5 Easy Steps to Design the Google MyMaps Lesson of Your Dreams
European History – European Explorers (Freshmen through Seniors)
World Geography – Distribution of Natural Resources (Sophomores)
So how do you start designing your My Maps Lesson?
First, determine what your goal/objective is for the lesson.
For both World Geography and European History, it was an easy and natural fit to use MyMaps. In European History, I have always had students do some type of presentation (Powerpoint, Keynote, Slides) to detail the trips and explorations of various explorers. But as I prepared for that annual lesson, I decided to give MyMaps a go around in order to have a completely student created product.
For World Geography, I have always wanted them to get a greater understand of the world’s natural resources and the disparity of their use/production throughout the world.
Second, provide the guiding questions and objectives for students to quickly access and research.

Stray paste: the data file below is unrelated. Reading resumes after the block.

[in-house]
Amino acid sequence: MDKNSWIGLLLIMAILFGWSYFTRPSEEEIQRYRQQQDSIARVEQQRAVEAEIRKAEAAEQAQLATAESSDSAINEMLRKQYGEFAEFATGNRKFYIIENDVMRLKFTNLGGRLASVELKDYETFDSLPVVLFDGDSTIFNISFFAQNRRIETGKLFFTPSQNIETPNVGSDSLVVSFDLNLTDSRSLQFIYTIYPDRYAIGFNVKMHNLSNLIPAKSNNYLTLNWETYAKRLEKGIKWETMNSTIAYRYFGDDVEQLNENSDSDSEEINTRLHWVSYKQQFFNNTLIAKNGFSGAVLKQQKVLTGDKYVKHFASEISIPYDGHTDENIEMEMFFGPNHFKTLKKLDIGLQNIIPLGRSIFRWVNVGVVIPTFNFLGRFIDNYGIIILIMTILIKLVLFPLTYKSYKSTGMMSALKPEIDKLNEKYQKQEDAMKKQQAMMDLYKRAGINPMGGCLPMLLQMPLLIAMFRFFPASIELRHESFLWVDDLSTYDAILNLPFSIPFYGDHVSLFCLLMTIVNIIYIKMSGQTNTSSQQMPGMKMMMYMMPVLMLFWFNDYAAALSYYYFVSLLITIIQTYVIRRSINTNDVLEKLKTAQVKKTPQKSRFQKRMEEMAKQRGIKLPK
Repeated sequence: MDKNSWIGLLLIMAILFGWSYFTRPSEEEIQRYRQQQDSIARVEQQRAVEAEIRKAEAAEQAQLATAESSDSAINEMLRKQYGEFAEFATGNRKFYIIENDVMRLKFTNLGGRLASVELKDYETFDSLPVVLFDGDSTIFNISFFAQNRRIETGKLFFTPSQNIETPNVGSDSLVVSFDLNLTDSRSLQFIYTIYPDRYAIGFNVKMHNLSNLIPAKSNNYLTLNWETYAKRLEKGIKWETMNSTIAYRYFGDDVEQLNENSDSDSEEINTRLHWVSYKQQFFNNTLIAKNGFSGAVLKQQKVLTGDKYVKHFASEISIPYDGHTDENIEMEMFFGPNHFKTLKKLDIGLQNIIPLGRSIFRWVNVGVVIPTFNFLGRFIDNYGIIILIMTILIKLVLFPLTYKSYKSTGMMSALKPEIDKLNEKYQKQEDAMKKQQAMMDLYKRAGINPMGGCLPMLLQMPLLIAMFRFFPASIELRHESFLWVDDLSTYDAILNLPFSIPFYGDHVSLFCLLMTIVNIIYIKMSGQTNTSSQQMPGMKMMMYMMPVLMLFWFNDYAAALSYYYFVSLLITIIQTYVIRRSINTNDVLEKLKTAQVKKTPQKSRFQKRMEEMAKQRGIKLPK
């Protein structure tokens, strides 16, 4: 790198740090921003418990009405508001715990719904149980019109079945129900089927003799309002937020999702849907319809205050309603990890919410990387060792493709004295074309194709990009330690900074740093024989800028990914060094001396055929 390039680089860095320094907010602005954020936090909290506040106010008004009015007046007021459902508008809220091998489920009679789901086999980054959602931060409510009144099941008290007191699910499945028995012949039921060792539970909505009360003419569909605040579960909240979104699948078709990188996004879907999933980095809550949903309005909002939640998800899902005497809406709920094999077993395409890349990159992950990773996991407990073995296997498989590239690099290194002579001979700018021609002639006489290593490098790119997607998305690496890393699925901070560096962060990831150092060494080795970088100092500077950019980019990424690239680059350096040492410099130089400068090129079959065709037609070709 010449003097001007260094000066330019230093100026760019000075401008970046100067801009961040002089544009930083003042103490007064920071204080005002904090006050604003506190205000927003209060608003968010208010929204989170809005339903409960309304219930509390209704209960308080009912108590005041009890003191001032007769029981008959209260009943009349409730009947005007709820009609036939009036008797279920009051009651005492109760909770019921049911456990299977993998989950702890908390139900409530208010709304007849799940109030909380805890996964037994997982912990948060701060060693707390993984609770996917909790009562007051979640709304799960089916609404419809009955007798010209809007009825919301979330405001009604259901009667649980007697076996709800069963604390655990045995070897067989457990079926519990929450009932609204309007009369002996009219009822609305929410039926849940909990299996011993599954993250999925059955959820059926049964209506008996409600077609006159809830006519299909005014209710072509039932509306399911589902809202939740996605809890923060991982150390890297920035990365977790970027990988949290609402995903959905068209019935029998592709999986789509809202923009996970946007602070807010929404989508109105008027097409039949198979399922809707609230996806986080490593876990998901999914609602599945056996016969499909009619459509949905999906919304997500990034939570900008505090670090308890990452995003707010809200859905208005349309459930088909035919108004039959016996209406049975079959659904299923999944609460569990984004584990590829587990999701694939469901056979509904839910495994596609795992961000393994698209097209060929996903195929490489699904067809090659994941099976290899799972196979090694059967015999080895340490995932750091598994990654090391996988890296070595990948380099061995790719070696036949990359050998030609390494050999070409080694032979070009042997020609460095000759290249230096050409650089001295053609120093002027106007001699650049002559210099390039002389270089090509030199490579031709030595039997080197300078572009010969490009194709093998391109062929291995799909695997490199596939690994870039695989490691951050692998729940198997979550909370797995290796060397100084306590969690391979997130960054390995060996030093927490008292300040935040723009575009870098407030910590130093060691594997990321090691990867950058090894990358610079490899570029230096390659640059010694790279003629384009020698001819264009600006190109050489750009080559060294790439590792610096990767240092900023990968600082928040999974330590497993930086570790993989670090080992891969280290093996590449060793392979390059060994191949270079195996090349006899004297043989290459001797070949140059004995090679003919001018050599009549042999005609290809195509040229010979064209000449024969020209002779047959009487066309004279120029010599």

- Types of resources to use
- How to cite sources
- Link to MyMap (Created by me, but will explain how later)
- Initial Due Date (To help critique student work)
Pro Tip: When creating the MyMap link as a teacher, go to mymaps.google.com. Then click share and change access to “Anyone at *School Domain* with the link” and “Can Edit.” Next, copy the URL and post it on the Classroom Assignment.
Third, students begin researching and posting their information to the linked MyMap.
I had each student (or in my case pairs) create a “layer” on their MyMap for a couple different reasons. First, I wanted to be able to easily assess the students without having to search throughout the map for each students work. Second, it prevented students from accidentally deleting or changing other students work.
Fourth, review student work and provide immediate feedback on their design and information.
Fifth, share the student work with the rest of the world!
After students have completed the assignment, change the share settings to “On – Public Web” and “Can View.” Then copy the URL and share it out to the rest of the world! What other ideas do you have for student created maps? Ways to make the process even better?”